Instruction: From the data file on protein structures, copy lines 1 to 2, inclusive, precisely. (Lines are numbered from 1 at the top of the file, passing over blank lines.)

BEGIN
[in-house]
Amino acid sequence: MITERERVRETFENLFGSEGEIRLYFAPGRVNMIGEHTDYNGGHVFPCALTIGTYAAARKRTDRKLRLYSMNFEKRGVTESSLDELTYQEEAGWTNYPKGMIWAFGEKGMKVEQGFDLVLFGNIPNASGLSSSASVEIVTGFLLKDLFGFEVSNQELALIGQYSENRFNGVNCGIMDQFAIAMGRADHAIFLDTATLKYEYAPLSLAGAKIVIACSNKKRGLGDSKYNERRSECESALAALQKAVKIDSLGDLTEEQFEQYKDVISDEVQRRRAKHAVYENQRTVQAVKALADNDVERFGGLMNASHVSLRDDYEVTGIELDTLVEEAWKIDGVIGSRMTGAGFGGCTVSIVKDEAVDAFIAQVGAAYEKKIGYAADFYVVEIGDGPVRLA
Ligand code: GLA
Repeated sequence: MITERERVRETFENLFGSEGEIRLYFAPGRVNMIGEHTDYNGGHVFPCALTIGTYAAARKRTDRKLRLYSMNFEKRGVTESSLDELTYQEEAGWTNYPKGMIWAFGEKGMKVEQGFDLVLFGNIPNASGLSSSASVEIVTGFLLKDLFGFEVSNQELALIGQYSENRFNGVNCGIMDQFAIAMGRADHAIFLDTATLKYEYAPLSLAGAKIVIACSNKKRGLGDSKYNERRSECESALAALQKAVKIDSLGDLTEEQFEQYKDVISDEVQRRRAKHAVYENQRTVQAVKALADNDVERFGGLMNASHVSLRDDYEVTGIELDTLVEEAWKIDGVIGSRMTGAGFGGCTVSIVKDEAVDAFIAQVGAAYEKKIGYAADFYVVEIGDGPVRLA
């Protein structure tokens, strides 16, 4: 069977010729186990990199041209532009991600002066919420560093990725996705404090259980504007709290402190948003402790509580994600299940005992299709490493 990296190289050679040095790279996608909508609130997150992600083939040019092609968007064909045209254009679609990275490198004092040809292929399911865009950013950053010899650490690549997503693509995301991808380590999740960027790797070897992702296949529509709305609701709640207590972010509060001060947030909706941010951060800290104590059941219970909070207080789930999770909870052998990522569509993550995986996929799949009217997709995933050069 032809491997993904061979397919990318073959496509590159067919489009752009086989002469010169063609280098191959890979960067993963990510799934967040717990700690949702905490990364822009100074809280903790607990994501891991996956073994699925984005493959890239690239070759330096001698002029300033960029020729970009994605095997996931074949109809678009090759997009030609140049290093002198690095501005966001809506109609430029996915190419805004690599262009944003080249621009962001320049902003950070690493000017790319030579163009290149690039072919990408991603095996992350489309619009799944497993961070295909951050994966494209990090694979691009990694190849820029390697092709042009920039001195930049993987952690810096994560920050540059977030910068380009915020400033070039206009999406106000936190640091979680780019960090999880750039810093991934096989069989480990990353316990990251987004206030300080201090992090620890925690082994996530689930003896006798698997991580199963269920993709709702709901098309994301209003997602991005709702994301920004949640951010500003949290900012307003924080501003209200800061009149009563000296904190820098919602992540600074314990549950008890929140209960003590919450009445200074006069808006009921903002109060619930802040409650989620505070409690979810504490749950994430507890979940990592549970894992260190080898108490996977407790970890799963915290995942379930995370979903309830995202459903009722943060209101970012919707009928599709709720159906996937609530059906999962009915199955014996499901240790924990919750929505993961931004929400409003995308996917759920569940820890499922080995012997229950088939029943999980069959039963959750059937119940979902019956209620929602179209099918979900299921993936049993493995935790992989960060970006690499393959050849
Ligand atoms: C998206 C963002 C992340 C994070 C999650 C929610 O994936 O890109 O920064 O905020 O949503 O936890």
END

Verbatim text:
[in-house]
Amino acid sequence: MITERERVRETFENLFGSEGEIRLYFAPGRVNMIGEHTDYNGGHVFPCALTIGTYAAARKRTDRKLRLYSMNFEKRGVTESSLDELTYQEEAGWTNYPKGMIWAFGEKGMKVEQGFDLVLFGNIPNASGLSSSASVEIVTGFLLKDLFGFEVSNQELALIGQYSENRFNGVNCGIMDQFAIAMGRADHAIFLDTATLKYEYAPLSLAGAKIVIACSNKKRGLGDSKYNERRSECESALAALQKAVKIDSLGDLTEEQFEQYKDVISDEVQRRRAKHAVYENQRTVQAVKALADNDVERFGGLMNASHVSLRDDYEVTGIELDTLVEEAWKIDGVIGSRMTGAGFGGCTVSIVKDEAVDAFIAQVGAAYEKKIGYAADFYVVEIGDGPVRLA